Sterility in winter wheat: Review of occurrence in different varieties and possible causes
This review examines the sterility observed in winter wheat in the UK in the variety Moulin in the mid-1980's and in trials in Northern Scotland in 1997. The review suggests that, although sterility appears to result from a failure of pollen development instigated at or around meiosis, a number of factors contribute to the problem. An examination is made of the possibility of a repetition of sterility in the UK and of the capability of the official trials system to identify varieties with a proclivity to sterility. In addition to investigating examples of high levels of sterility in wheat, the review concluded that 'sub-clinical' sterility cannot be ruled out by an examination of trials data and may be a factor in yield variation in certain varieties.
Sterility in wheat generally affects the male although other factors, such as female sterility, could play a part. Although sterility is triggered by environmental factors, the problem is of genetic origin. More than one gene appears to be involved with unadapted germplasm the likely source. It is unlikely that the specific male sterility genes used in hybrid wheat production are the cause. It has been postulated that the dwarfing (Rht) genes may be a factor: possibly through allowing gibberellic acid accumulation to levels, which affect anther development adversely. The frequent use of Rht genes in wheat, however, suggests that they are not the prime cause. On the other hand, they may be a contributory factor because improved levels of spikelet fertility associated with semi-dwarfs seem to be more vulnerable to environmental effects than in other varieties.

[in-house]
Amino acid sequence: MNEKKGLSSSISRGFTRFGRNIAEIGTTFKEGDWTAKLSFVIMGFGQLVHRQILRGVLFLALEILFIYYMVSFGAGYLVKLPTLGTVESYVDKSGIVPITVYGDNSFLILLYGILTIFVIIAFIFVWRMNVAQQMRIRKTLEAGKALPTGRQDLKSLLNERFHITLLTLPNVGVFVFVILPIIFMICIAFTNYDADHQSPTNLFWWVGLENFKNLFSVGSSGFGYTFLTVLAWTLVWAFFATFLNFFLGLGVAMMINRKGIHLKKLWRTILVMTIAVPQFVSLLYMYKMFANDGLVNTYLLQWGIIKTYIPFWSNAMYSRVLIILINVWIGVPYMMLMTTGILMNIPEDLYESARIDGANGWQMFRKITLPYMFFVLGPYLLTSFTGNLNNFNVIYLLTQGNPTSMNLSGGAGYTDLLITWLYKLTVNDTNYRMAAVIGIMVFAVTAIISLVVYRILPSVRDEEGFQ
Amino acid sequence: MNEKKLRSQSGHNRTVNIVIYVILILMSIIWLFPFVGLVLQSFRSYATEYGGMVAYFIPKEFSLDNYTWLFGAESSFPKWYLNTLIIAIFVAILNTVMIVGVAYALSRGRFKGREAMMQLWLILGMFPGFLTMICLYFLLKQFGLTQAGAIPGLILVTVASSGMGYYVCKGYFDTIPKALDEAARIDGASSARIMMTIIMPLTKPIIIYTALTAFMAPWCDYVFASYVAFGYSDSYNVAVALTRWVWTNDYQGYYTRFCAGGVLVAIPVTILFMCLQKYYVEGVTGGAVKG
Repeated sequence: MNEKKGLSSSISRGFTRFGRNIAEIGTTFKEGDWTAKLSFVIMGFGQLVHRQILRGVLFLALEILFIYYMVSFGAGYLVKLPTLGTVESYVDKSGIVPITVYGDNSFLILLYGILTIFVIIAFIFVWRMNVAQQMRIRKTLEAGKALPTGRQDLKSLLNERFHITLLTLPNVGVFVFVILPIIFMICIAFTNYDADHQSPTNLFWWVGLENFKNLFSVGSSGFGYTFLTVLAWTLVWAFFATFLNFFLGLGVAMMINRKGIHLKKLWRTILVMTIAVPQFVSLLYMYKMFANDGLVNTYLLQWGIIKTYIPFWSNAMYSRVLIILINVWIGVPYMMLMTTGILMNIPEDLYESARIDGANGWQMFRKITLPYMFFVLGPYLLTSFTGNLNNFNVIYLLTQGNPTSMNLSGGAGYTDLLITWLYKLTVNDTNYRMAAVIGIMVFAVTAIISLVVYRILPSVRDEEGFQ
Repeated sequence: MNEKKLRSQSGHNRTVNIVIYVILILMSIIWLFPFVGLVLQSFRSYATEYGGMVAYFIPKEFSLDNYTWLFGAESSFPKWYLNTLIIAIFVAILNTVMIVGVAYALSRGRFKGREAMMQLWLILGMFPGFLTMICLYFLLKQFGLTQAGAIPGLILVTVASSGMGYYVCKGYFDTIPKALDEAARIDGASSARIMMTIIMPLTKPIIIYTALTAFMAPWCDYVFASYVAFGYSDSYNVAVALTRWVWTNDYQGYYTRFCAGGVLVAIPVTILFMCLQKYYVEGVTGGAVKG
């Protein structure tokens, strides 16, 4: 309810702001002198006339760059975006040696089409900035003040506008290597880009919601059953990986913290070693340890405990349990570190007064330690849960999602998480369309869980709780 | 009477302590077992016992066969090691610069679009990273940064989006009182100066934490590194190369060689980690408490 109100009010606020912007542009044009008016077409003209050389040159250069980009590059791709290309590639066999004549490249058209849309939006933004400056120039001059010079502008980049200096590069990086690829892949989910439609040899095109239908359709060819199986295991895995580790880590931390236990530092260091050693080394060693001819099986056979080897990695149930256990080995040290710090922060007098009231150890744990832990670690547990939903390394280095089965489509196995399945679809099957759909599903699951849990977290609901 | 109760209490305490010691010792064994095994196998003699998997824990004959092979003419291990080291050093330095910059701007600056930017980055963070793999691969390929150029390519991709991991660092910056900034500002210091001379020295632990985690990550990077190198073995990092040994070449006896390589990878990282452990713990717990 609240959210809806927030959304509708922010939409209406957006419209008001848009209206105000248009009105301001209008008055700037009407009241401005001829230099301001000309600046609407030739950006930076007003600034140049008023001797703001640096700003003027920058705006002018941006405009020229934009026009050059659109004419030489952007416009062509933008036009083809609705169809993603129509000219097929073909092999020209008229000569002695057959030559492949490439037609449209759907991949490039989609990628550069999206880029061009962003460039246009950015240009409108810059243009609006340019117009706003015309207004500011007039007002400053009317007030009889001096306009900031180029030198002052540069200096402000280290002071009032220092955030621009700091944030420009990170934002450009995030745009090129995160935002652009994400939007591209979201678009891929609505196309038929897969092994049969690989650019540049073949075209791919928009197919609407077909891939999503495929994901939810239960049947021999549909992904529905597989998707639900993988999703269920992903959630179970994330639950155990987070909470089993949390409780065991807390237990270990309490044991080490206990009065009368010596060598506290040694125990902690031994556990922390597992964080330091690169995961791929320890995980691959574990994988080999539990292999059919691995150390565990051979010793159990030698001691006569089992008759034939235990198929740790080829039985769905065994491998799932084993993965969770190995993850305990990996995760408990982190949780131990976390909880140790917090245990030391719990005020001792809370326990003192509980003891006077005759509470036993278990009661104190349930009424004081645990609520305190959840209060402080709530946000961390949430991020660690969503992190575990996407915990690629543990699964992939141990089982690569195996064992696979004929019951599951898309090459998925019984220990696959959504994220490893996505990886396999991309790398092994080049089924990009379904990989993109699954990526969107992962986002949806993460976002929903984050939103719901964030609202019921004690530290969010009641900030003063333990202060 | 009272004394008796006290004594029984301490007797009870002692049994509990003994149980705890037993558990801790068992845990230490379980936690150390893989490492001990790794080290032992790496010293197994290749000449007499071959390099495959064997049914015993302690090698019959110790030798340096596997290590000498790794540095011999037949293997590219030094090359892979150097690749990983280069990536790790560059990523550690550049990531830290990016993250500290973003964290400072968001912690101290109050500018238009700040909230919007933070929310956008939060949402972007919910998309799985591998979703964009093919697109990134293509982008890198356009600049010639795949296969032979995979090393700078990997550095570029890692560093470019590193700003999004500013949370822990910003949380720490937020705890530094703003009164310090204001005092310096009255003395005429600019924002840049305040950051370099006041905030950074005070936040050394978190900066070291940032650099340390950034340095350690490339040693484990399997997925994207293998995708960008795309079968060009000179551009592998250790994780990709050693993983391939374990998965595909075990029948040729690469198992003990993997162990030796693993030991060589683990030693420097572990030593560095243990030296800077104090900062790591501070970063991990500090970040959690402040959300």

Many environmental factors have been thought to affect fertility in wheat. These include increases and reductions in temperature; reductions in light, water, boron and copper; the use of plant growth regulators, fungicides or herbicides; attacks by the orange blossom midge. The review has eliminated plant growth regulators and fungicides as causing sterility in the RL trials because untreated and treated trials were similarly affected by sterility in Moulin and in 1997. Reductions in temperature, light or boron can certainly cause sterility under experimental conditions. Low boron may be a prime cause of sterility with low light and temperature being responsible for inducing such a condition through their adverse influence on transpiration and thereby boron uptake. However this link needs to be established.
It was concluded that the existing RL trialling system is adequate to detect varieties with serious tendencies to male sterility.
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